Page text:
WI- What do you consider your highlight working at the Disney studios?…    

DI- I would have to say probably the EPCOT effort, was the best time in my personal career. Its hard to pick anyone because there were so many things I was involved with that plain enjoyable and fun. After I became in charge of the machine shop, I had the opportunity to figure out how we were going to take on some challenges, like the projectors for Walt Disney World. Just before Walt Disney World opened, my dad passed away. But before he did, we were able to develop a new projector which I describe in the book that made it possible to run films in the park. I am very satisfied I was able to be in charge of an operation to build all of that projection equipment we put in EPCOT.

WI- Gone are many people who actually worked and spoke with Walt. Did you feel comfortable in his presence, was he easy to talk to?…

DI- I didn’t personally have a lot of opportunity to talk with him because during the 1964 World’s Fair, he was in our shop a lot, but I was one of the worker bees, even though I was a foreman. He and I were on a first name basis as were many people with him. He didn’t like the formality of “Mr.”  Walt was his name and he would call me by my name. With the amount of interchange, I have with him, it was always a pleasure; I never felt intimidated, he was a man. I could recall times when I could see him, maybe on the street he was not dressed immaculate, he could be wearing a cardigan sweater, just dressed like anybody else. When you passed him on the street, he would call you by name, “Hi Don”, “Hi Walt”, “how’s it going?”, blah blah blah.

WI- Were you a natural draftsman like your dad, could you draw well and animate?…

DI- Well, I would not say very well, but I did like drawing, both sketching and painting and mechanical drawing. I still do mechanical drawing but now on a computer.

WI- Didn’t your dad win an Academy Award on Alfred Hitchcock’s “The Birds”?

DI- He didn’t win an Academy Award; he won a nomination for his work on the Birds. His comment on his submission of his work for that award, he mentioned that a good special effect, you would never know you saw it!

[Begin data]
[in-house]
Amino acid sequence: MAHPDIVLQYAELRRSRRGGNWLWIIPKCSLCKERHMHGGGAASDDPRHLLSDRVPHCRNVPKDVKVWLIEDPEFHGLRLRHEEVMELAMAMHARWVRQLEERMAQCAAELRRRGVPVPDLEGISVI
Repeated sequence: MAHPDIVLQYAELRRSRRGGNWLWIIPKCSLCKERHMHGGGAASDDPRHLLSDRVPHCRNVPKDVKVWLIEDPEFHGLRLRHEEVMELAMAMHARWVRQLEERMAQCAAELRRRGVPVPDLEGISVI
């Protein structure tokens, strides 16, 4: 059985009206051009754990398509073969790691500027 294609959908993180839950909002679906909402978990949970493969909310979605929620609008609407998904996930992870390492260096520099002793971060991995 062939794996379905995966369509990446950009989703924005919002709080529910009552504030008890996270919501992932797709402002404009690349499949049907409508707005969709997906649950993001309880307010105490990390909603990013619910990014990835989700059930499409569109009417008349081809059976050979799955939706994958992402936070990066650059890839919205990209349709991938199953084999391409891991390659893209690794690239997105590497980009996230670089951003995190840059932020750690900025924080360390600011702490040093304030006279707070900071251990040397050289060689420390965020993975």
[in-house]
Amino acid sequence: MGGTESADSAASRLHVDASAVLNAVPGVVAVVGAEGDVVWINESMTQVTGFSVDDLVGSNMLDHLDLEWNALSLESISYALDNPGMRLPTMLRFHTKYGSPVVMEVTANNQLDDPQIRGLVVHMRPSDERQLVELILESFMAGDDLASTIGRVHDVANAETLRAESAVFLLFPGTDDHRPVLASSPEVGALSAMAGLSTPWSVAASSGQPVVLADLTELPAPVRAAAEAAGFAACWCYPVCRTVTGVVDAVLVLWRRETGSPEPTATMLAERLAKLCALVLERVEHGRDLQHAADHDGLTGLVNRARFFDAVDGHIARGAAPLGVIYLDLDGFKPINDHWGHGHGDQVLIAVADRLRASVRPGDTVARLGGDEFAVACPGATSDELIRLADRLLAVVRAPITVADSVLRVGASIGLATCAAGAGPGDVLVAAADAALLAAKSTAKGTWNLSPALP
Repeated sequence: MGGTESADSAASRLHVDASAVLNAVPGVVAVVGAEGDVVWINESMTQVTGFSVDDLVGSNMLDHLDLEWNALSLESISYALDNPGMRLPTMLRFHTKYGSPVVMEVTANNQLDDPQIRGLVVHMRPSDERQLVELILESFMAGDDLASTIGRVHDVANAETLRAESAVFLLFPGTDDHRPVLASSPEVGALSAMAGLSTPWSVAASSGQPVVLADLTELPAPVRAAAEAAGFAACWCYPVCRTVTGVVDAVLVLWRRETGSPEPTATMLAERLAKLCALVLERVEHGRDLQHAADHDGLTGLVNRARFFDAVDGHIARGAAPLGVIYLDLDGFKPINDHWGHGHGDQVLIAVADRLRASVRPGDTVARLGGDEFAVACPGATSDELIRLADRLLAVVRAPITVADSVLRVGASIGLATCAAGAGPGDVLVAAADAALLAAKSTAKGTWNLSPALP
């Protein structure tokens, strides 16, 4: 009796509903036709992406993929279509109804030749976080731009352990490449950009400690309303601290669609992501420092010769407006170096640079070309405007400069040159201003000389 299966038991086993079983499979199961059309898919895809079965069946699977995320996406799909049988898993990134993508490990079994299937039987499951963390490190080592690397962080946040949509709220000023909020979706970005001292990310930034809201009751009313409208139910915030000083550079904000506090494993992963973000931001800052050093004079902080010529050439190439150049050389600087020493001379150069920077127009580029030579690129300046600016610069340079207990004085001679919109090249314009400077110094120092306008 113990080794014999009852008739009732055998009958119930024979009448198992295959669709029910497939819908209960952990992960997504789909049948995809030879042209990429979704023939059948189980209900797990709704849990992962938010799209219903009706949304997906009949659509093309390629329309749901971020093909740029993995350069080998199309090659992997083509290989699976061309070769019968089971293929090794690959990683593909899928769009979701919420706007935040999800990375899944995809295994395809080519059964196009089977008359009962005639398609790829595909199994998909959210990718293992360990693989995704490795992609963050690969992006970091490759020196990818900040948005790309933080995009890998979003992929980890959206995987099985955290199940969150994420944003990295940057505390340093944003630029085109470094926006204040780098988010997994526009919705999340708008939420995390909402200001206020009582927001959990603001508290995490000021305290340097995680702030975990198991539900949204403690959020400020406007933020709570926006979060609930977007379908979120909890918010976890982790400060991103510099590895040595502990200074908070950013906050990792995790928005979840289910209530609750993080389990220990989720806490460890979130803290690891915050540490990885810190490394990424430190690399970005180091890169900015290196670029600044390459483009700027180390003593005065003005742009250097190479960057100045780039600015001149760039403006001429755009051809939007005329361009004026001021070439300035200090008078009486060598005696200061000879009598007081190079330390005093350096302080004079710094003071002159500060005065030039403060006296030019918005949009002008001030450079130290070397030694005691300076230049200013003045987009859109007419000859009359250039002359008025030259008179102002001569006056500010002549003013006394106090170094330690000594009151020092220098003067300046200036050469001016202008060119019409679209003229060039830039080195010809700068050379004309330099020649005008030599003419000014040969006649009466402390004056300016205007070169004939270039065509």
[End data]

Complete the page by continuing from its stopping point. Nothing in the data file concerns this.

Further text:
WI- What advice would you give to any aspiring Disney “Imagineer”?…

DI- Well, I don’t know. I just had the opportunity to go to work out of High School. I had planned to Art Center School because I liked photography; I’m glad in hindsight that didn’t work out, I don’t know if one can be successful in that. The opportunity to work in the studio with all the creativity was unbelievable. But to answer the question, in this day and age, its probably important to go to college and get a degree because a lot of places won’t hire you unless you have a degree. Back in the days when I worked for the studio, that was not necessary. It would depend on the job. Going into the lab and moving over to the machine shop, I knew how to run the machines, so I don’t know if a degree would have made any difference at all.

                                                                                                                So now you know that three generations of Iwerks have made an enduring legacy for Walt Disney and the rest of the cinematic universe. Very soon I will have the complete review of this amazing book that should be on all Disneyphile’ bookshelves. I again thank Don Iwerks for his time and patience with this interview…

                                                                                                                You can obtain this historic book from “AMAZON.COM” or contact “DISNEY EDITIONS- 978-1-4847-4337-1 and on EBOOK 978-1-368-01342-0